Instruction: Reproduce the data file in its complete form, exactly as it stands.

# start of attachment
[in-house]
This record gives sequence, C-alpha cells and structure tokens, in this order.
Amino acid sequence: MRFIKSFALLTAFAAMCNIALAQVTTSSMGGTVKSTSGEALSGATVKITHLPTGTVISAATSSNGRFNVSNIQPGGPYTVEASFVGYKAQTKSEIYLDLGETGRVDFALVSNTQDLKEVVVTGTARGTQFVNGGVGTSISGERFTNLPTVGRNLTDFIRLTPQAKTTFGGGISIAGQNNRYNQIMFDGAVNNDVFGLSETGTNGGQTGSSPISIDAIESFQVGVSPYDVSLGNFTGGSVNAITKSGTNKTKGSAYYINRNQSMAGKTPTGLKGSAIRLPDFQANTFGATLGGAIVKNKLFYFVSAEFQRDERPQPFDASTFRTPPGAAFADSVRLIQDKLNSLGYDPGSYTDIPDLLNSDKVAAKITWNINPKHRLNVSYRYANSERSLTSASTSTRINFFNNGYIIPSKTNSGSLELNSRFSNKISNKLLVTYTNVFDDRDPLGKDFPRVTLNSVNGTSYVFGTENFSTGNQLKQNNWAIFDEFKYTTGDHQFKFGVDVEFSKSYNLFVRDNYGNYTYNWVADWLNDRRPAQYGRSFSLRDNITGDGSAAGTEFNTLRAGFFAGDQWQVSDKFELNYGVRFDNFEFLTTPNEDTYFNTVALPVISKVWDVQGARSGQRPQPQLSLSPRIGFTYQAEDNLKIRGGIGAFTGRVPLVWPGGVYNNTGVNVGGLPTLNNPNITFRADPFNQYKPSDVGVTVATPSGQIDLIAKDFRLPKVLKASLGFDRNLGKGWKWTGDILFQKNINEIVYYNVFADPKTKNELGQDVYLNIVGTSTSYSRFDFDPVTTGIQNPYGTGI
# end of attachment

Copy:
[in-house]
This record gives sequence, C-alpha cells and structure tokens, in this order.
Amino acid sequence: MRFIKSFALLTAFAAMCNIALAQVTTSSMGGTVKSTSGEALSGATVKITHLPTGTVISAATSSNGRFNVSNIQPGGPYTVEASFVGYKAQTKSEIYLDLGETGRVDFALVSNTQDLKEVVVTGTARGTQFVNGGVGTSISGERFTNLPTVGRNLTDFIRLTPQAKTTFGGGISIAGQNNRYNQIMFDGAVNNDVFGLSETGTNGGQTGSSPISIDAIESFQVGVSPYDVSLGNFTGGSVNAITKSGTNKTKGSAYYINRNQSMAGKTPTGLKGSAIRLPDFQANTFGATLGGAIVKNKLFYFVSAEFQRDERPQPFDASTFRTPPGAAFADSVRLIQDKLNSLGYDPGSYTDIPDLLNSDKVAAKITWNINPKHRLNVSYRYANSERSLTSASTSTRINFFNNGYIIPSKTNSGSLELNSRFSNKISNKLLVTYTNVFDDRDPLGKDFPRVTLNSVNGTSYVFGTENFSTGNQLKQNNWAIFDEFKYTTGDHQFKFGVDVEFSKSYNLFVRDNYGNYTYNWVADWLNDRRPAQYGRSFSLRDNITGDGSAAGTEFNTLRAGFFAGDQWQVSDKFELNYGVRFDNFEFLTTPNEDTYFNTVALPVISKVWDVQGARSGQRPQPQLSLSPRIGFTYQAEDNLKIRGGIGAFTGRVPLVWPGGVYNNTGVNVGGLPTLNNPNITFRADPFNQYKPSDVGVTVATPSGQIDLIAKDFRLPKVLKASLGFDRNLGKGWKWTGDILFQKNINEIVYYNVFADPKTKNELGQDVYLNIVGTSTSYSRFDFDPVTTGIQNPYGTGI